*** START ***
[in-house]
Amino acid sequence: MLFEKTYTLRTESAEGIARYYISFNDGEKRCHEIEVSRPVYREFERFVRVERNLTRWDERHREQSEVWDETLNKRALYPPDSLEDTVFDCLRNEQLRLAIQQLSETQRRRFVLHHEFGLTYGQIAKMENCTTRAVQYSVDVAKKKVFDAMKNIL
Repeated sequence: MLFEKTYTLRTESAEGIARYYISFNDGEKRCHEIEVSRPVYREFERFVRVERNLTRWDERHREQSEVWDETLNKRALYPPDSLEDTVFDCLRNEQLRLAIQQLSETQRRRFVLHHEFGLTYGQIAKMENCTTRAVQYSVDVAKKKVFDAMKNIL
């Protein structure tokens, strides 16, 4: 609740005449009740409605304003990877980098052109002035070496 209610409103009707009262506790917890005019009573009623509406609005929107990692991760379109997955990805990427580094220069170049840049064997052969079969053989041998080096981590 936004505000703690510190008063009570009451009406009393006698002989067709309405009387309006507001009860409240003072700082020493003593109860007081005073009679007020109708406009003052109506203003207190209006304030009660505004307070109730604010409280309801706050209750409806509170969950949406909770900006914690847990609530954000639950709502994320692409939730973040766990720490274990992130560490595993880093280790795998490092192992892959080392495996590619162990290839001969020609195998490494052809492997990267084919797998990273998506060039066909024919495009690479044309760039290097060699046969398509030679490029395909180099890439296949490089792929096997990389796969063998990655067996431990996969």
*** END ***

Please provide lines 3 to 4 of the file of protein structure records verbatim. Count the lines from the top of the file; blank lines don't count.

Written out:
Repeated sequence: MLFEKTYTLRTESAEGIARYYISFNDGEKRCHEIEVSRPVYREFERFVRVERNLTRWDERHREQSEVWDETLNKRALYPPDSLEDTVFDCLRNEQLRLAIQQLSETQRRRFVLHHEFGLTYGQIAKMENCTTRAVQYSVDVAKKKVFDAMKNIL
């Protein structure tokens, strides 16, 4: 609740005449009740409605304003990877980098052109002035070496 209610409103009707009262506790917890005019009573009623509406609005929107990692991760379109997955990805990427580094220069170049840049064997052969079969053989041998080096981590 936004505000703690510190008063009570009451009406009393006698002989067709309405009387309006507001009860409240003072700082020493003593109860007081005073009679007020109708406009003052109506203003207190209006304030009660505004307070109730604010409280309801706050209750409806509170969950949406909770900006914690847990609530954000639950709502994320692409939730973040766990720490274990992130560490595993880093280790795998490092192992892959080392495996590619162990290839001969020609195998490494052809492997990267084919797998990273998506060039066909024919495009690479044309760039290097060699046969398509030679490029395909180099890439296949490089792929096997990389796969063998990655067996431990996969």